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August 23, 1941


JAMA. 1941;117(8):595-600. doi:10.1001/jama.1941.02820340017006

The cause of Hodgkin's disease remains obscure, but the theories of the causative factors are well known. The possible significance of the recent reports of Wise and Poston,1 who have demonstrated the frequent presence of Brucella melitensis in the lymph nodes of patients with lymphogranulomatosis, is yet to be established. These workers have analyzed their results with commendable objectivity and without ascribing a final etiologic relationship to these organisms. Dr. E. A. Birge2 has cultured specimens from the lymph nodes of 10 patients with Hodgkin's disease seen at the Wisconsin General Hospital but has been unable to demonstrate Brucella organisms. It should be observed, however, that brucellosis is much less common in Wisconsin than in the regions where the patients of Wise and Poston1 live. This factor has already been weighed by these observers, and further discussion of it is unnecessary.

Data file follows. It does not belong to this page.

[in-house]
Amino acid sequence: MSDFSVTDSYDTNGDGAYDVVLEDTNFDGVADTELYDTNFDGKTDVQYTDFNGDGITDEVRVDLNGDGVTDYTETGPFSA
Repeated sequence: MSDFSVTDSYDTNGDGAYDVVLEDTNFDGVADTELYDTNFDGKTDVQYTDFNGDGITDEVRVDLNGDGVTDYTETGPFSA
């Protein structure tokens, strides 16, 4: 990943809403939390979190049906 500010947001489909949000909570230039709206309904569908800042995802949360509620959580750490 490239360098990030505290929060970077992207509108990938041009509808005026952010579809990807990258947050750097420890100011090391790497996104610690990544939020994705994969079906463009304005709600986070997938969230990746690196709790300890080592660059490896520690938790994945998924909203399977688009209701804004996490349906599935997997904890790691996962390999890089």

The therapy of Hodgkin's disease is